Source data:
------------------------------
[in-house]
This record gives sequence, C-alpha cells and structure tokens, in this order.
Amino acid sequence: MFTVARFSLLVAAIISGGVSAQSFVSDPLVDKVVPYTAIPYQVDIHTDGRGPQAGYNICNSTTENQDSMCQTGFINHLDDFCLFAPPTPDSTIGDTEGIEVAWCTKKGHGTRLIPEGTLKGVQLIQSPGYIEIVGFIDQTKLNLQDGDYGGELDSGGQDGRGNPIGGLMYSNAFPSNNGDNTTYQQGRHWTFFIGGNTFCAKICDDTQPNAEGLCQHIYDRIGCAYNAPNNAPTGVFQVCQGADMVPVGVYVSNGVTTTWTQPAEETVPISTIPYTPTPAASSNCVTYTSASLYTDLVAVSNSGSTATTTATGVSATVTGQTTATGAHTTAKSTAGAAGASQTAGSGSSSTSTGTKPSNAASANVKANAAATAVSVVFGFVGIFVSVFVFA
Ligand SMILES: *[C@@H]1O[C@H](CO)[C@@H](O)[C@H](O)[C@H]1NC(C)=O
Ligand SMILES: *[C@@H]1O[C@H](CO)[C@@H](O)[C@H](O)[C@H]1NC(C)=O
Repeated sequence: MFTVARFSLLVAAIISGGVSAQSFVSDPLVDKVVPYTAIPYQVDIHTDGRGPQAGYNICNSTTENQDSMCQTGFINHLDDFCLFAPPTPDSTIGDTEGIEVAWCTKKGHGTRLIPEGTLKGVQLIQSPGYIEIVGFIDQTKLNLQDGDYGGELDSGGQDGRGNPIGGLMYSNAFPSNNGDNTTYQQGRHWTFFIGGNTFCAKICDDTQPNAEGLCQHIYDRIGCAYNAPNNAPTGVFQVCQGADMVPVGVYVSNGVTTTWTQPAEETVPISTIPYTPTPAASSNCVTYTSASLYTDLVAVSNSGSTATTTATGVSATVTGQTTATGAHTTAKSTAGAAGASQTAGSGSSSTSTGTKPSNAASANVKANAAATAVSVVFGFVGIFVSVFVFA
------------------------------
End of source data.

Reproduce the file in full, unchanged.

[in-house]
This record gives sequence, C-alpha cells and structure tokens, in this order.
Amino acid sequence: MFTVARFSLLVAAIISGGVSAQSFVSDPLVDKVVPYTAIPYQVDIHTDGRGPQAGYNICNSTTENQDSMCQTGFINHLDDFCLFAPPTPDSTIGDTEGIEVAWCTKKGHGTRLIPEGTLKGVQLIQSPGYIEIVGFIDQTKLNLQDGDYGGELDSGGQDGRGNPIGGLMYSNAFPSNNGDNTTYQQGRHWTFFIGGNTFCAKICDDTQPNAEGLCQHIYDRIGCAYNAPNNAPTGVFQVCQGADMVPVGVYVSNGVTTTWTQPAEETVPISTIPYTPTPAASSNCVTYTSASLYTDLVAVSNSGSTATTTATGVSATVTGQTTATGAHTTAKSTAGAAGASQTAGSGSSSTSTGTKPSNAASANVKANAAATAVSVVFGFVGIFVSVFVFA
Ligand SMILES: *[C@@H]1O[C@H](CO)[C@@H](O)[C@H](O)[C@H]1NC(C)=O
Ligand SMILES: *[C@@H]1O[C@H](CO)[C@@H](O)[C@H](O)[C@H]1NC(C)=O
Repeated sequence: MFTVARFSLLVAAIISGGVSAQSFVSDPLVDKVVPYTAIPYQVDIHTDGRGPQAGYNICNSTTENQDSMCQTGFINHLDDFCLFAPPTPDSTIGDTEGIEVAWCTKKGHGTRLIPEGTLKGVQLIQSPGYIEIVGFIDQTKLNLQDGDYGGELDSGGQDGRGNPIGGLMYSNAFPSNNGDNTTYQQGRHWTFFIGGNTFCAKICDDTQPNAEGLCQHIYDRIGCAYNAPNNAPTGVFQVCQGADMVPVGVYVSNGVTTTWTQPAEETVPISTIPYTPTPAASSNCVTYTSASLYTDLVAVSNSGSTATTTATGVSATVTGQTTATGAHTTAKSTAGAAGASQTAGSGSSSTSTGTKPSNAASANVKANAAATAVSVVFGFVGIFVSVFVFA